These are words we put in the deep freeze:
bereft, despair, abandoned.
Last night, even the crows left my roof.

I am not too sophisticated to be shattered,
not too swarthy to be felled at the knee.

Not such a king that I will not rush
into black night when I hear the
cry of the Heavenly Woman
from the lost and lonely rushes.

I often wake to monsters in the middle of the night — it’s a harrowing. But I get up, brew coffee and write them something like this. It’s their invitation to the feast. They like to taste themselves in our language a little, otherwise they don’t believe us — otherwise they are still out there watching from the tree line.

And when we can only half-glimpse them, slightly indistinct, then they appear even more terrible because our imagination then becomes a kind of black magic of awful possibility. I can’t tell you that this works as a salve, or quite sends them off happy. But it’s maintenance work, ritual work — it’s what my man Finn Mac Cool calls “the music of what is.”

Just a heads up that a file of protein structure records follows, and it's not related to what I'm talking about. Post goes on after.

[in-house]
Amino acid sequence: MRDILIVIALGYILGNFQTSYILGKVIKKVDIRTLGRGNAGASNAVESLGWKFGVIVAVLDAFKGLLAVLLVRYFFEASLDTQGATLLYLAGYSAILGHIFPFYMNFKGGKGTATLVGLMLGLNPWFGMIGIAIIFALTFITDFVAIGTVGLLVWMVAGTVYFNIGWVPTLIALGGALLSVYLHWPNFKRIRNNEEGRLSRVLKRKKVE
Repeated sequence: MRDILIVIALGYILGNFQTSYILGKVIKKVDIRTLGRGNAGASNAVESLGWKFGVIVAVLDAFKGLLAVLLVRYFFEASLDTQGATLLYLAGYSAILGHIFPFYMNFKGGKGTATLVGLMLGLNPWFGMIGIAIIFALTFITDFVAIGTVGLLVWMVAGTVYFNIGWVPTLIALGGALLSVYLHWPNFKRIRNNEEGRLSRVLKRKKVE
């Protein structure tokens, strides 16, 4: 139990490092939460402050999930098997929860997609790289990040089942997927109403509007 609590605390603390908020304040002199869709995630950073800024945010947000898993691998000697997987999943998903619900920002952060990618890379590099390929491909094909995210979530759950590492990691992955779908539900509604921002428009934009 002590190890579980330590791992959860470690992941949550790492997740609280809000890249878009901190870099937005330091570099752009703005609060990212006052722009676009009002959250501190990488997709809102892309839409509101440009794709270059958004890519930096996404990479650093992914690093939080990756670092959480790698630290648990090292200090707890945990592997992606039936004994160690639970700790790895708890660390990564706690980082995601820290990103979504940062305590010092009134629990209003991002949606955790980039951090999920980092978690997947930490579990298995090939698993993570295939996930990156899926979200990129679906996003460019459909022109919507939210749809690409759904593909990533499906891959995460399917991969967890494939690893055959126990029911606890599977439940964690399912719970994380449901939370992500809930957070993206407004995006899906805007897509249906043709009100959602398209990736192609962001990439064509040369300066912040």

They sit there, I sit there, but now this third thing sits between us. Maybe it’s art; maybe it’s a small black loaf for them to eat. Maybe like Psyche, I am sorting through piles of grain in the half-light. So my simple counsel is to negotiate your monsters with some form of artfulness. They are not intruding on the mythologies of your life, they ARE the mythologies of your life, at least in part.